After all the delays, Wildlife Response, Inc (WRI) is finally realizing its long-held goal of creating a Wildlife Rehabilitation Center, following a 10-1 vote by Virginia Beach City Council to award the much-anticipated competitive Bid Lease to WRI this past Tuesday evening.
Council's vote follows on 8 months of evaluation by a specially-chosen review committee, during which formal proposals were submitted last August, interviews were conducted in December, and a unanimous vote by the review committee endorsed the proposal submitted by WRI.
Provision of this proposed Wildlife Rehabilitation Center will help already over-tasked agencies run more efficiently. By combining the existing volunteer hotline and rehabilitation services with this proposed facility, WRI plans to expand its existing services into a more full-service organization dedicated solely to wildlife care.
The proposed Wildlife Rehabilitation Center will be a central location where local citizens, animal control officials and other agencies can drop off wildlife; as well as provide a redistribution center for animals where they can be triaged, then sent to permitted home-based wildlife rehabilitators. This facility will provide state of the art veterinary care, and a safe recuperation site for wildlife brought there. WRI will also provide security for the Center by having a caretaker onsite, thus maintaining the property’s integrity and minimizing the risk of vandalism and trespassing. Most recuperated wildlife will be released offsite in appropriate habitat. Release criteria depends on variables such as weather, time of year, species of animal, age of animal or number of animals.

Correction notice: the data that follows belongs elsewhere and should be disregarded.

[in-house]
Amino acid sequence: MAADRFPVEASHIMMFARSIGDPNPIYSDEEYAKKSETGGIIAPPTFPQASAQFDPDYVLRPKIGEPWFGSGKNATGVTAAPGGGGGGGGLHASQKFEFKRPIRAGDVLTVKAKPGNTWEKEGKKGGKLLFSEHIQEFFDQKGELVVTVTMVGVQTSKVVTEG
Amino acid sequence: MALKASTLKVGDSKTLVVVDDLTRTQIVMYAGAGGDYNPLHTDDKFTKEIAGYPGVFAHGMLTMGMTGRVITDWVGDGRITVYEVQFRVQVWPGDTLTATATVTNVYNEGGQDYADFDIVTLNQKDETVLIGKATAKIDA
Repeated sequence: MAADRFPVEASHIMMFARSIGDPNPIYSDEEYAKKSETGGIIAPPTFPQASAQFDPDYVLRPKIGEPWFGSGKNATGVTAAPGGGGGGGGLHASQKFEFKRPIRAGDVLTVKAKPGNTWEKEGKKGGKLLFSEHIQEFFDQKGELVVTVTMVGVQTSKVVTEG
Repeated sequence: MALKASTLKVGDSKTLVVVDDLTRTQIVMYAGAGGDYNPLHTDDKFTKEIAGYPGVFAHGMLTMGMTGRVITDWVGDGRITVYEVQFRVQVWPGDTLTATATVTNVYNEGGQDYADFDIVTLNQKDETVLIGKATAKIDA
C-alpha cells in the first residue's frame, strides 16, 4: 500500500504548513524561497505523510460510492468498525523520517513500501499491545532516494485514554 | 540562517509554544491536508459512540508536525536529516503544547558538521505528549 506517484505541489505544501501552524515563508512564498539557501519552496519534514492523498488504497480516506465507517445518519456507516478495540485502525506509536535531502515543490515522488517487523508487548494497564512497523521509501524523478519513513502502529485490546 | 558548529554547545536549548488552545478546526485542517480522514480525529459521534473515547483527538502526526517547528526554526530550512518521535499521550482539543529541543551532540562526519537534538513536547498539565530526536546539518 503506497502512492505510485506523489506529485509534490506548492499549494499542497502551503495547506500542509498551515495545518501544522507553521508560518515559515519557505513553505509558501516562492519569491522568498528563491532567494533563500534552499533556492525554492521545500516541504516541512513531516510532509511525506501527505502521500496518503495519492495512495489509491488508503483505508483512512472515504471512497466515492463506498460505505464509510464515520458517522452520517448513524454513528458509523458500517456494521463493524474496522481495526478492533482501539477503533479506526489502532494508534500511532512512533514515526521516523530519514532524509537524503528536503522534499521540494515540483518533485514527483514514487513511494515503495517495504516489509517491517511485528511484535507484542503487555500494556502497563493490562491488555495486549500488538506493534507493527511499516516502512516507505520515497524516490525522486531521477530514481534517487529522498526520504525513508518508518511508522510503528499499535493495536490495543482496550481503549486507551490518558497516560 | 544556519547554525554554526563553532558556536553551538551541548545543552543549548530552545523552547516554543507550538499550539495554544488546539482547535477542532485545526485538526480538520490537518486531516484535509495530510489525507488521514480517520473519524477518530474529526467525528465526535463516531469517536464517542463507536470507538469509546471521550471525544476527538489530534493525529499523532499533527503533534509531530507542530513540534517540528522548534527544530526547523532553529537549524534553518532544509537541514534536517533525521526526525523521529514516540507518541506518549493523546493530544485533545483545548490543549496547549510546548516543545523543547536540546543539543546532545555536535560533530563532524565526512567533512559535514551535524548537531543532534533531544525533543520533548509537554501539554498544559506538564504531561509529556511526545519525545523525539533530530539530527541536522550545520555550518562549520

The Center will also launch an expanded educational platform for WRI that will be used to cultivate an understanding of our immediate environment and the wildlife that we cohabitate with. This portion of WRI’s mission will be fulfilled with onsite and offsite programs which may include "wild ambassadors" (animals unable to be returned to the wild but can help spread the message of wildlife conservation).
The WRI proposal insures that a majority of the current wooded area would remain in a natural state and is master planned for three phases. The first phase would renovate the existing structure for use as a caretaker/director residence and construct rehabilitation enclosures to house recuperating wildlife. The second phase proposes a medical treatment center, additional rehabilitation enclosures, solar/water collection platforms and a workshop facility for onsite maintenance. The final phase would be for an administration/education facility and trail system.